I've got a hash of strings similar to this:

Map map = ['a.b.c': 'Hi']

... that I need to use in gradle to expand an expression like this:

This is a greeting: ${a.b.c}

If I use the gradle copy task with expand I will get an error message 'No such property: a'.

Is there any way to get gradle/groovy to convert that map into the properties I need to resolve?

up vote 0 down vote accepted

I'm not exactly sure what your needs are, but if you just need to replace property-like tokens and don't need the full power of Groovy templates, the filter() method in combination with Ant's ReplaceTokens class is a safer (and faster) bet than expand(). See Filtering files in the Gradle User Guide.

  • Filter doesn't accept multichar tokens. However, in the end the troubles of getting the expand working, outweighed the troubles of changing all tokens. – thoredge Sep 1 '11 at 14:29

I couldn't find a built-in answer, but it here is a complete, self-contained method that can be used as a meta method on Map to do what you want:

Map map = ['a.b.c': 'Hi', 'a.b.d': 'Yo', 'f.g.h': 'Howdy']

Map.metaClass.expandKeys = { separator = '.' ->
    def mergeMaps = { a, b ->
        b.each{ k, v ->
            if(a[k] && (v instanceof Map)) {
                mergeMaps(a[k], v)
            } else {
                a[k] = v
            }
        }
        a
    }
    delegate.inject([:]){ result, k, v ->
        mergeMaps(result, k.tokenize(separator).reverse().inject(v){last, subkey -> [(subkey):last] })
    }
}

assert map.expandKeys() == [a:[b:[c:"Hi", d:"Yo"]], f:[g:[h:"Howdy"]]]

It also allows for different separators than ., just pass the separator into the expandKeys method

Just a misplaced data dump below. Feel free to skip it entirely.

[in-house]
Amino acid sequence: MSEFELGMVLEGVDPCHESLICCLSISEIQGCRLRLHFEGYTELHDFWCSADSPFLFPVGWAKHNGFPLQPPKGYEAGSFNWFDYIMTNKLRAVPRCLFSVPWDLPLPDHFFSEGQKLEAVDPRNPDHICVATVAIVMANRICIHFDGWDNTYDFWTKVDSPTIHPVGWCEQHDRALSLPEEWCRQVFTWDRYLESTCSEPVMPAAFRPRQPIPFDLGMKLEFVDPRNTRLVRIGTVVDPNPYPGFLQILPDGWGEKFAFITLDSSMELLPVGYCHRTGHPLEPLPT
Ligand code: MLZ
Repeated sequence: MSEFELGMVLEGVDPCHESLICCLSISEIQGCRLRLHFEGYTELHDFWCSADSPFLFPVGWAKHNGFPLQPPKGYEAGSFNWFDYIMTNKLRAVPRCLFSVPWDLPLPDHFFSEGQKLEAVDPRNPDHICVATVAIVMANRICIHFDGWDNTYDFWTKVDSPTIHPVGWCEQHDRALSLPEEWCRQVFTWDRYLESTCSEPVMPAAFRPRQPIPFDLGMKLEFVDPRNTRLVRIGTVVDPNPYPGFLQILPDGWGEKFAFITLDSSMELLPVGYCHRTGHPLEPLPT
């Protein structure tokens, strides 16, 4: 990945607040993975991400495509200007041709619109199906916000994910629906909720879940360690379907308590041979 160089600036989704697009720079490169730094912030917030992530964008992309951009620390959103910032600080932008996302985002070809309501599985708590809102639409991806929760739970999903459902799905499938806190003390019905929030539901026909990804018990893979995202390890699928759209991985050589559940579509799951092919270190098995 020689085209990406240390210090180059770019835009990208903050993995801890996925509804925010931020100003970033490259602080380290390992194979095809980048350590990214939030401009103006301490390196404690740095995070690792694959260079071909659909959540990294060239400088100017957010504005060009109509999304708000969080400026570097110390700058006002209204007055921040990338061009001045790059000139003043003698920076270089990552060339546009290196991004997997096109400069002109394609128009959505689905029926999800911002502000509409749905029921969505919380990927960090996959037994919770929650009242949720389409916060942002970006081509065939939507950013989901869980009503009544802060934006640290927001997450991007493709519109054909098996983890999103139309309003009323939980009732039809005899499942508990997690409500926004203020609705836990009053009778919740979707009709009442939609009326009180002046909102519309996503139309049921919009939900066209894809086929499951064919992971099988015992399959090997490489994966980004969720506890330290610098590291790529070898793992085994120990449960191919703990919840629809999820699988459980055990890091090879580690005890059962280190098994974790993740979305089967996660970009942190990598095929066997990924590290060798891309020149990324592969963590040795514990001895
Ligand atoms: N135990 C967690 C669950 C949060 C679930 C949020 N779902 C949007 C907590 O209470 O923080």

If you want to use it like a normal function, then you can do this instead:

Map map = ['a.b.c': 'Hi', 'a.b.d': 'Yo', 'f.g.h': 'Howdy']

def expandKeys = { Map input, separator = '.' ->
    def mergeMaps = { a, b ->
        b.each{ k, v ->
            if(a[k] && (v instanceof Map)) {
                mergeMaps(a[k], v)
            } else {
                a[k] = v
            }
        }
        a
    }
    input.inject([:]){ result, k, v ->
        mergeMaps(result, k.tokenize(separator).reverse().inject(v){last, subkey -> [(subkey):last] })
    }
}

assert expandKeys(map) == [a:[b:[c:"Hi", d:"Yo"]], f:[g:[h:"Howdy"]]]

The main trick, besides merging the maps, is to split then reverse each key. Then the final hierarchy can be built up backwards. Also, there may be a better way to handle the merge, because I don't like the hanging a at the end.

  • I forgot to mention, this example may not work the way you'd expect if your original map contains sub-maps as values. (They will be merged in instead of left as-is.) The solution to this is a more complicated function that merges as it tokenizes the string. Even then, you might have some issues with sub-maps. – OverZealous Sep 1 '11 at 3:31
  • I had some trouble running that within gradle or groovysh. I got the error 'groovy.lang.MissingPropertyException'. I settled on not doing this at all because of the complications (i.e. you can't have both a and a.b). – thoredge Sep 1 '11 at 14:27
  • Nice and working solution +1 – zellus Aug 13 '15 at 8:18

I don't know anything about Gradle but maybe this will help....

If you have a Map

Map map = ['a.b.c': 'Hi']

Then you can't retrieve the value 'Hi' using

map.a.b.c

Instead, you must use:

map.'a.b.c'

or

map['a.b.c']
  • 1
    Yes; that's my original problem. However, I thought that must be a common problem, with a solution; may be in form of a builder. – thoredge Aug 31 '11 at 9:25

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